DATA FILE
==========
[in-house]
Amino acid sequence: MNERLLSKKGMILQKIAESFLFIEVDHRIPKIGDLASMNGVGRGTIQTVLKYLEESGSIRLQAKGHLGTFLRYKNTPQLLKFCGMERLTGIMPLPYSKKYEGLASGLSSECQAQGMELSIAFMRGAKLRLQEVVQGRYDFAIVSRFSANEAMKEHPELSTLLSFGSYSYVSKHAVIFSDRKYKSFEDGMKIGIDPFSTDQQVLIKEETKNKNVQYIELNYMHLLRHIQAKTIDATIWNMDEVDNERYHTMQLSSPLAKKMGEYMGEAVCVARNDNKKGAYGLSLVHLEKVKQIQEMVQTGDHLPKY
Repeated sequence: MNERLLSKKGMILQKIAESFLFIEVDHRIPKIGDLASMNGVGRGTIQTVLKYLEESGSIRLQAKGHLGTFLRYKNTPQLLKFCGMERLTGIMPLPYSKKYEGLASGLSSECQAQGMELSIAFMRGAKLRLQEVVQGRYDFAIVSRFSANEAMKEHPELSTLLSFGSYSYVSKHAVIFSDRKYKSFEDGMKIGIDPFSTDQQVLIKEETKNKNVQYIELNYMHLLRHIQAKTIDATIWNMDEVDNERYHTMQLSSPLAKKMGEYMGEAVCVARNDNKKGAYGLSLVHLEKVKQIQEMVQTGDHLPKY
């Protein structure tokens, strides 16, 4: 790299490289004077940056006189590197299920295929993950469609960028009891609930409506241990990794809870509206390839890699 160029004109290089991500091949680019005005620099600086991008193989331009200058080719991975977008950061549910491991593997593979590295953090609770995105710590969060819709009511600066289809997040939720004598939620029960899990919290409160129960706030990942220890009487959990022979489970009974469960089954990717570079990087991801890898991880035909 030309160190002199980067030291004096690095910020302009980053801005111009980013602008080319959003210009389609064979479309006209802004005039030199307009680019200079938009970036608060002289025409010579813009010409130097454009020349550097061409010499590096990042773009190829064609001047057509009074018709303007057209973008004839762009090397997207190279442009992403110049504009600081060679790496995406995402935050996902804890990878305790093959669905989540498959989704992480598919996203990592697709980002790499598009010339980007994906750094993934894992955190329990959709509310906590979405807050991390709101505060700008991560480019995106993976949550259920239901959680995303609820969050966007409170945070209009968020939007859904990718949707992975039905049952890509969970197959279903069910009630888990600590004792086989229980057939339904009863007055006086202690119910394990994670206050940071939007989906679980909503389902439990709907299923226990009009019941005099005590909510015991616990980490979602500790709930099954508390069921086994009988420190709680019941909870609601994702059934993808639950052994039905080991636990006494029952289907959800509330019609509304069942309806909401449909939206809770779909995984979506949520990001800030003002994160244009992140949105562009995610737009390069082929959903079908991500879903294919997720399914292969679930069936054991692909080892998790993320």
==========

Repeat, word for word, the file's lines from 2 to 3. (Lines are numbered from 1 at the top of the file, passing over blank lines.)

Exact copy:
Amino acid sequence: MNERLLSKKGMILQKIAESFLFIEVDHRIPKIGDLASMNGVGRGTIQTVLKYLEESGSIRLQAKGHLGTFLRYKNTPQLLKFCGMERLTGIMPLPYSKKYEGLASGLSSECQAQGMELSIAFMRGAKLRLQEVVQGRYDFAIVSRFSANEAMKEHPELSTLLSFGSYSYVSKHAVIFSDRKYKSFEDGMKIGIDPFSTDQQVLIKEETKNKNVQYIELNYMHLLRHIQAKTIDATIWNMDEVDNERYHTMQLSSPLAKKMGEYMGEAVCVARNDNKKGAYGLSLVHLEKVKQIQEMVQTGDHLPKY
Repeated sequence: MNERLLSKKGMILQKIAESFLFIEVDHRIPKIGDLASMNGVGRGTIQTVLKYLEESGSIRLQAKGHLGTFLRYKNTPQLLKFCGMERLTGIMPLPYSKKYEGLASGLSSECQAQGMELSIAFMRGAKLRLQEVVQGRYDFAIVSRFSANEAMKEHPELSTLLSFGSYSYVSKHAVIFSDRKYKSFEDGMKIGIDPFSTDQQVLIKEETKNKNVQYIELNYMHLLRHIQAKTIDATIWNMDEVDNERYHTMQLSSPLAKKMGEYMGEAVCVARNDNKKGAYGLSLVHLEKVKQIQEMVQTGDHLPKY